This is a simple technique, but it's tremendously flexible. You create a vector field using fractal Perlin noise, and store it in an image like the one below (in this case, the red channel represents the X component of the vector, and green represents Y. The blue is just there to look pretty.)
Then, you use those vectors as offset values, and for each pixel in your image, substitute the color of the pixel pointed at by the vector. The result is that your image gets warped. The naiveté of this approach makes it very fast, but there is no sub-pixel accuracy or anti-aliasing, so it's only suitable for large amounts of distortion such as you see here:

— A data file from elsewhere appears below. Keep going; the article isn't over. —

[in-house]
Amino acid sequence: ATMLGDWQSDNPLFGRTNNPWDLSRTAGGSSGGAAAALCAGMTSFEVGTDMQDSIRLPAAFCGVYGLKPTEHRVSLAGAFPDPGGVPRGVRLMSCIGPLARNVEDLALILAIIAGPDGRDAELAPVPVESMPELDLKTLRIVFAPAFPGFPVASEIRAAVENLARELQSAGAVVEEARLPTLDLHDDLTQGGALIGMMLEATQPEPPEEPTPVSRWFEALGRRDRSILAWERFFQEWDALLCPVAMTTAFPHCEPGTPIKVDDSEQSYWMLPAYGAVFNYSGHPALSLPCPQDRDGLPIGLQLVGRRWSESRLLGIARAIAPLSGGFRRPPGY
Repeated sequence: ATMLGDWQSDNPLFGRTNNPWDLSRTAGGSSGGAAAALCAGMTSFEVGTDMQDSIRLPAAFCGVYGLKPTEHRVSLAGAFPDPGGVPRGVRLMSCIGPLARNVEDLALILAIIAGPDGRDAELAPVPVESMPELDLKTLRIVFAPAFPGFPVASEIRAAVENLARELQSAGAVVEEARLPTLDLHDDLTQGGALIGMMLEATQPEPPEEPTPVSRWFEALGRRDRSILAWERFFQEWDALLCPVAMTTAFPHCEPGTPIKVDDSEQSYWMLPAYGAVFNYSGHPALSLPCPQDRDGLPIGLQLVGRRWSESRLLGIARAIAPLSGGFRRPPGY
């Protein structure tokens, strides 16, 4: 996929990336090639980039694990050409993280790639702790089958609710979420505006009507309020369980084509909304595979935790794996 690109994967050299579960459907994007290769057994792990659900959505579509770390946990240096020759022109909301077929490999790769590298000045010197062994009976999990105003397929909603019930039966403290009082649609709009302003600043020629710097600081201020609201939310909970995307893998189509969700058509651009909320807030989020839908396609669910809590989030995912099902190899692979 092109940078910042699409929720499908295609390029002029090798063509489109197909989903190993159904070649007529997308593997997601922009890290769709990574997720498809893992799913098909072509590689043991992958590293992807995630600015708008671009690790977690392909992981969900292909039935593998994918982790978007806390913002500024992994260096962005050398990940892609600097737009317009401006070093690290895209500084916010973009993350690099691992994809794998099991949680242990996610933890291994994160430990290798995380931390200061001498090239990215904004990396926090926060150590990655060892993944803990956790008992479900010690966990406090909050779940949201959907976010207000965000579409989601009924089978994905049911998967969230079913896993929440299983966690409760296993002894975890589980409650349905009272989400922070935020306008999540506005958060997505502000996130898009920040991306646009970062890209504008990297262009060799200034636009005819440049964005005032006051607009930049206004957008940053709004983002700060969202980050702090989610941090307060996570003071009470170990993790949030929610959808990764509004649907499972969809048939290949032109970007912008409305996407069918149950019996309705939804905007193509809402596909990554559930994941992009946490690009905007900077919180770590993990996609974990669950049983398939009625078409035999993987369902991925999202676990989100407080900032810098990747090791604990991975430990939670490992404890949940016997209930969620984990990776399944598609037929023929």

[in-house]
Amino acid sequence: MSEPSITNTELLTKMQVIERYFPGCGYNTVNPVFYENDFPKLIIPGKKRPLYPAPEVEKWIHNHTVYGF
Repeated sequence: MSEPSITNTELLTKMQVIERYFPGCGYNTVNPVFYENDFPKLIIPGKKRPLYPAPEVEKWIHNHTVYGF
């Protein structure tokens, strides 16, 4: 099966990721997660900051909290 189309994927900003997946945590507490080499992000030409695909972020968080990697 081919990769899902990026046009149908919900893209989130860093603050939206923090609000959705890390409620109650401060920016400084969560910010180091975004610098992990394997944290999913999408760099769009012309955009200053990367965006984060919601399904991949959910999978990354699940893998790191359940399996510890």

One trick you can use to soften up the hard edges you'll often get this way is to apply some Line Integral Convolution to the image using the same vector field. This is also a great way to fake motion blur when you're doing an animated warp.